Almudena Cathedral

The cathedral is actually quite modern, only having been finished in the last 30 years or so. Like Gaudi’s Sagrada Familia, it had clear glass windows at the top and coloured stained glass lower down- this gives a wonderful impression of lightness and airiness to a heavy, stone building.

The whole roof was like this, so bright in person.

After the cathedral, we headed next door to the Royal Palace. This palace is still in use by Spain’s Royal Family, but they don’t live there every day (they live in a ‘more modest’ palace in a Madrid suburb). It is here where they still do royal ceremonies and the like. Unfortunately (for you) they don’t allow photos of the interior rooms. You’ll just have to trust me that it was pretty majestic.

The outside of the Royal Palace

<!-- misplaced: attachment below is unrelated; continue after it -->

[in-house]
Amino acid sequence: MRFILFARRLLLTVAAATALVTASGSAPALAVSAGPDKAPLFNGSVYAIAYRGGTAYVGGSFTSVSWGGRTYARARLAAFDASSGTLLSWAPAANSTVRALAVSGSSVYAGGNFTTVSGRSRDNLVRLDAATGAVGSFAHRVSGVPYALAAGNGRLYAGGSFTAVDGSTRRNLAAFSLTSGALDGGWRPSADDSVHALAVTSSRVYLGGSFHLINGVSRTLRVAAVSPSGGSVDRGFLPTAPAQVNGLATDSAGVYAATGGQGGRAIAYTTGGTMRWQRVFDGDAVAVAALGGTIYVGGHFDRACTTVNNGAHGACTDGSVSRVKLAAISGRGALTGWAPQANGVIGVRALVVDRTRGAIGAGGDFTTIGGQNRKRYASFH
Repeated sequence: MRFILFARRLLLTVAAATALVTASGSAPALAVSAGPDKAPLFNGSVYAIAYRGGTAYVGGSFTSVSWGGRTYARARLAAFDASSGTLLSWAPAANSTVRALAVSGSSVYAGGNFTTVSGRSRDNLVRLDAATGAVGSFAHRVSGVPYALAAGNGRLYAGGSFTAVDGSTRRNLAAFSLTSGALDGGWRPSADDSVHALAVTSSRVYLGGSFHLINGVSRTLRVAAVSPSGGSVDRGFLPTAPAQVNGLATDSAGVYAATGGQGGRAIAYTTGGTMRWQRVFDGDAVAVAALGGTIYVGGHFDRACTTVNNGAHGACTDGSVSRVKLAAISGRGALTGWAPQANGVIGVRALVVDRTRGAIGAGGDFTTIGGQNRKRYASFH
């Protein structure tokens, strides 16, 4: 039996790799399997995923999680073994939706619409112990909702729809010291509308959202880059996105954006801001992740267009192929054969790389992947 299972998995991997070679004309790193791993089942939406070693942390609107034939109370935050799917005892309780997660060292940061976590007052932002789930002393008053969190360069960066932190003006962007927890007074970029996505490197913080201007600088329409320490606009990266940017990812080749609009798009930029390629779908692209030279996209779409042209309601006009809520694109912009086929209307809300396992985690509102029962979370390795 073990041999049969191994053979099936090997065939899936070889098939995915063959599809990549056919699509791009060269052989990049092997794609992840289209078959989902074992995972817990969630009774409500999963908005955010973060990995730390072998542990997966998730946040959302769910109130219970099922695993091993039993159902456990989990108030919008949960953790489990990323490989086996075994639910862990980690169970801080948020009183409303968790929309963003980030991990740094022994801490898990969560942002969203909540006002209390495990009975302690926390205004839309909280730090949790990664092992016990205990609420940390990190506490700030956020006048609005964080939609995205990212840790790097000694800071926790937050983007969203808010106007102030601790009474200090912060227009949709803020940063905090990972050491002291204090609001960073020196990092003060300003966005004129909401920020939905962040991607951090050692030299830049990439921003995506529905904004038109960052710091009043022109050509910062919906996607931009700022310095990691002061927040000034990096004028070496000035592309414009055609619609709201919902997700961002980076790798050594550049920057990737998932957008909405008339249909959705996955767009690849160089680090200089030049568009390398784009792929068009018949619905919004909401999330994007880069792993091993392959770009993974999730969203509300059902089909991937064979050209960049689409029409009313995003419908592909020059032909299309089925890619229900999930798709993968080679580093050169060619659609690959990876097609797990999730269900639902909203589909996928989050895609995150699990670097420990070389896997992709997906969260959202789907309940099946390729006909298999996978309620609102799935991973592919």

After these stops, we found a place for lunch. Speaking of, we’d read and since agreed that the best way to eat in Spain was a large lunch – a Menu Del Dia offered usually only until 4pm is a cheap multi-course set-menu. Spaniards fill up mid-day, then go for siesta and grab something small and cheap in the evening. A Menu Del Dia usually consists of a couple options for a first course and then a couple for a meat course. It always includes your beer, wine, or sangria, and often a dessert. I never saw one for more than €14. Eric and I did this every day, Sophie not so much, because the menus were in Spanish and she was more intimidated.

We did a quick walk-through of Mercato San Miguel- a more trendy, eatery-type market than the fresh-foods one in Barcelona. The food and drink looked great but it was so busy, not my idea of a good time!

We got back on another bus and enjoyed seeing Madrid’s sights. I could stare at the buildings as we drove past for hours. So much detail!

We hopped off at the Plaza de Cibeles for the photo op. It’s a beautiful marble building dominating the traffic circle.